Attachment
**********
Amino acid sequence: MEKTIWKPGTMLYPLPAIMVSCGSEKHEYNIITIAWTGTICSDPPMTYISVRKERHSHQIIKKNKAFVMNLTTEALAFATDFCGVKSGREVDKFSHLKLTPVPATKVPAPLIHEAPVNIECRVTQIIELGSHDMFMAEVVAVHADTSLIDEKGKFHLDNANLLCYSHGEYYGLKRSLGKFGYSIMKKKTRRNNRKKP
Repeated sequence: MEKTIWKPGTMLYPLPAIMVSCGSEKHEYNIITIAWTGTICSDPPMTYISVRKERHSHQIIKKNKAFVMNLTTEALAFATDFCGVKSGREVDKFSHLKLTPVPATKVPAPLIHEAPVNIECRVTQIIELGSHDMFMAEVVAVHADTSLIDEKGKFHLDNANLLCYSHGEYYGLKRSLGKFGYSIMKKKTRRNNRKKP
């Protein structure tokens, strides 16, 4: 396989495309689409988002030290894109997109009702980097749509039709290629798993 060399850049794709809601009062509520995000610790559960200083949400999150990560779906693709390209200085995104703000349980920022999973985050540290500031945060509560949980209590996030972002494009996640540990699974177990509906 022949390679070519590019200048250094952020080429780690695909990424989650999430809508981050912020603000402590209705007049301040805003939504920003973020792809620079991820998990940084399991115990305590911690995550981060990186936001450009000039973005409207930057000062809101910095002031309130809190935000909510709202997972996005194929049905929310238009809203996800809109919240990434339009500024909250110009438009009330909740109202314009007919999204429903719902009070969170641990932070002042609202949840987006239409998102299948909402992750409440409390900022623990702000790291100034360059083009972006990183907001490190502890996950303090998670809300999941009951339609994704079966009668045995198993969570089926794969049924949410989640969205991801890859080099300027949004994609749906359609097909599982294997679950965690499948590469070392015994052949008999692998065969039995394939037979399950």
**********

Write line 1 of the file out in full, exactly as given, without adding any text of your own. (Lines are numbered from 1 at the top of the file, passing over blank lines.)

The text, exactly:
Amino acid sequence: MEKTIWKPGTMLYPLPAIMVSCGSEKHEYNIITIAWTGTICSDPPMTYISVRKERHSHQIIKKNKAFVMNLTTEALAFATDFCGVKSGREVDKFSHLKLTPVPATKVPAPLIHEAPVNIECRVTQIIELGSHDMFMAEVVAVHADTSLIDEKGKFHLDNANLLCYSHGEYYGLKRSLGKFGYSIMKKKTRRNNRKKP